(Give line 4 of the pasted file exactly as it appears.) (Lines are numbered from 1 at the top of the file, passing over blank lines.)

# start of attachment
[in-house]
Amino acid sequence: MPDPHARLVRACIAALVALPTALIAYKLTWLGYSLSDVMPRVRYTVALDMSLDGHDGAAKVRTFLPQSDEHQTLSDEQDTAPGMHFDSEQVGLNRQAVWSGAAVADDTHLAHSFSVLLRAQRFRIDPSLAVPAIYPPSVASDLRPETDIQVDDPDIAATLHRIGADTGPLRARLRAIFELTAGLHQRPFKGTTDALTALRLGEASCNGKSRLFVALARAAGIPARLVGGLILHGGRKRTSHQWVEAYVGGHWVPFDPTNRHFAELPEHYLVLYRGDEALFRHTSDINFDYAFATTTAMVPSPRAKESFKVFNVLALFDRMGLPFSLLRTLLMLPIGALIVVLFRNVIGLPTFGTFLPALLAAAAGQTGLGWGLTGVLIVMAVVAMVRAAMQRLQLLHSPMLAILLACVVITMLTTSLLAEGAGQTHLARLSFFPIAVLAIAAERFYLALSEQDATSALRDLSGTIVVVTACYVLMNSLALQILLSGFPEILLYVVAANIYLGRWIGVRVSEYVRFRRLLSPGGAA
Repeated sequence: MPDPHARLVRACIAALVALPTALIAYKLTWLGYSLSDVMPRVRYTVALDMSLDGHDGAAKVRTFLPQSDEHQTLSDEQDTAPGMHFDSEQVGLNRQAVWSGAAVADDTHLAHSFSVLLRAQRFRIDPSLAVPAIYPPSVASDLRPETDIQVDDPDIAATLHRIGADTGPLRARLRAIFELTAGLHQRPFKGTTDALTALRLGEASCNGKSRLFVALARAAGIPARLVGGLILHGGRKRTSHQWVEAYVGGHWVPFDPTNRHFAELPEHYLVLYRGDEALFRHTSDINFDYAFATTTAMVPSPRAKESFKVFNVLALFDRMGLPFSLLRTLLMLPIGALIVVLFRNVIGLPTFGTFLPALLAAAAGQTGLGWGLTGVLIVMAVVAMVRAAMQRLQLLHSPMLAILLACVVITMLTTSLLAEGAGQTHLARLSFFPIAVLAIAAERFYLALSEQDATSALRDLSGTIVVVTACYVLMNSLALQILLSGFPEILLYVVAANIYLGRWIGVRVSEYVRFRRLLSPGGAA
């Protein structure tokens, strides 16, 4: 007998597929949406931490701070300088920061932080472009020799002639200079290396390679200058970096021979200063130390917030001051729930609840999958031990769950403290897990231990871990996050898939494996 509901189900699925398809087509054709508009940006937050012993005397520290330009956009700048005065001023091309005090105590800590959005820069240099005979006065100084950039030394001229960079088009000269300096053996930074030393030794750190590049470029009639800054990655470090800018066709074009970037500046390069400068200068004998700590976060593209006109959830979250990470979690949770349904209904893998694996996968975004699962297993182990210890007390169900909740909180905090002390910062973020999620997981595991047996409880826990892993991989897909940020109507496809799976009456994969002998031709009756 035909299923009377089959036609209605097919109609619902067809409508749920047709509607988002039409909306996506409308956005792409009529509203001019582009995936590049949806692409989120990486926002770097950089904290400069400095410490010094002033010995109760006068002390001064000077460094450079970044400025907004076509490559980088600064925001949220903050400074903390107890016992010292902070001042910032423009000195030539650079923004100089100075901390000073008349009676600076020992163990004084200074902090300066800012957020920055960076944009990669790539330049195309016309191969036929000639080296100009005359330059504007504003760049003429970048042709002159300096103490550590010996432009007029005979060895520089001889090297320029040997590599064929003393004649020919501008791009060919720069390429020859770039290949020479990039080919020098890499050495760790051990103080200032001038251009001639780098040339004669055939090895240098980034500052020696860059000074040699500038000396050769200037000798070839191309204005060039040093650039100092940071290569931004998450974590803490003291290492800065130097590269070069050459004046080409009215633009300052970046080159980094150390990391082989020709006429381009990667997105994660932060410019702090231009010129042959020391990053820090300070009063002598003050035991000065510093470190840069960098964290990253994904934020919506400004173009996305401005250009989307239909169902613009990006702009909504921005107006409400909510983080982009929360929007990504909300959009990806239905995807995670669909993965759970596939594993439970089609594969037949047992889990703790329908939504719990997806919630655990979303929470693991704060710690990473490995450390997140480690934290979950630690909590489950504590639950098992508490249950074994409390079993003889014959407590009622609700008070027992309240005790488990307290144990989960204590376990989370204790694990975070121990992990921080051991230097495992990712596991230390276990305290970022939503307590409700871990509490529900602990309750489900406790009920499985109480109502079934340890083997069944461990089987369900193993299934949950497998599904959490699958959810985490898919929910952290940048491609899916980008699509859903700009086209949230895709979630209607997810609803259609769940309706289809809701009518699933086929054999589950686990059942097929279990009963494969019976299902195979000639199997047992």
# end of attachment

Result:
């Protein structure tokens, strides 16, 4: 007998597929949406931490701070300088920061932080472009020799002639200079290396390679200058970096021979200063130390917030001051729930609840999958031990769950403290897990231990871990996050898939494996 509901189900699925398809087509054709508009940006937050012993005397520290330009956009700048005065001023091309005090105590800590959005820069240099005979006065100084950039030394001229960079088009000269300096053996930074030393030794750190590049470029009639800054990655470090800018066709074009970037500046390069400068200068004998700590976060593209006109959830979250990470979690949770349904209904893998694996996968975004699962297993182990210890007390169900909740909180905090002390910062973020999620997981595991047996409880826990892993991989897909940020109507496809799976009456994969002998031709009756 035909299923009377089959036609209605097919109609619902067809409508749920047709509607988002039409909306996506409308956005792409009529509203001019582009995936590049949806692409989120990486926002770097950089904290400069400095410490010094002033010995109760006068002390001064000077460094450079970044400025907004076509490559980088600064925001949220903050400074903390107890016992010292902070001042910032423009000195030539650079923004100089100075901390000073008349009676600076020992163990004084200074902090300066800012957020920055960076944009990669790539330049195309016309191969036929000639080296100009005359330059504007504003760049003429970048042709002159300096103490550590010996432009007029005979060895520089001889090297320029040997590599064929003393004649020919501008791009060919720069390429020859770039290949020479990039080919020098890499050495760790051990103080200032001038251009001639780098040339004669055939090895240098980034500052020696860059000074040699500038000396050769200037000798070839191309204005060039040093650039100092940071290569931004998450974590803490003291290492800065130097590269070069050459004046080409009215633009300052970046080159980094150390990391082989020709006429381009990667997105994660932060410019702090231009010129042959020391990053820090300070009063002598003050035991000065510093470190840069960098964290990253994904934020919506400004173009996305401005250009989307239909169902613009990006702009909504921005107006409400909510983080982009929360929007990504909300959009990806239905995807995670669909993965759970596939594993439970089609594969037949047992889990703790329908939504719990997806919630655990979303929470693991704060710690990473490995450390997140480690934290979950630690909590489950504590639950098992508490249950074994409390079993003889014959407590009622609700008070027992309240005790488990307290144990989960204590376990989370204790694990975070121990992990921080051991230097495992990712596991230390276990305290970022939503307590409700871990509490529900602990309750489900406790009920499985109480109502079934340890083997069944461990089987369900193993299934949950497998599904959490699958959810985490898919929910952290940048491609899916980008699509859903700009086209949230895709979630209607997810609803259609769940309706289809809701009518699933086929054999589950686990059942097929279990009963494969019976299902195979000639199997047992």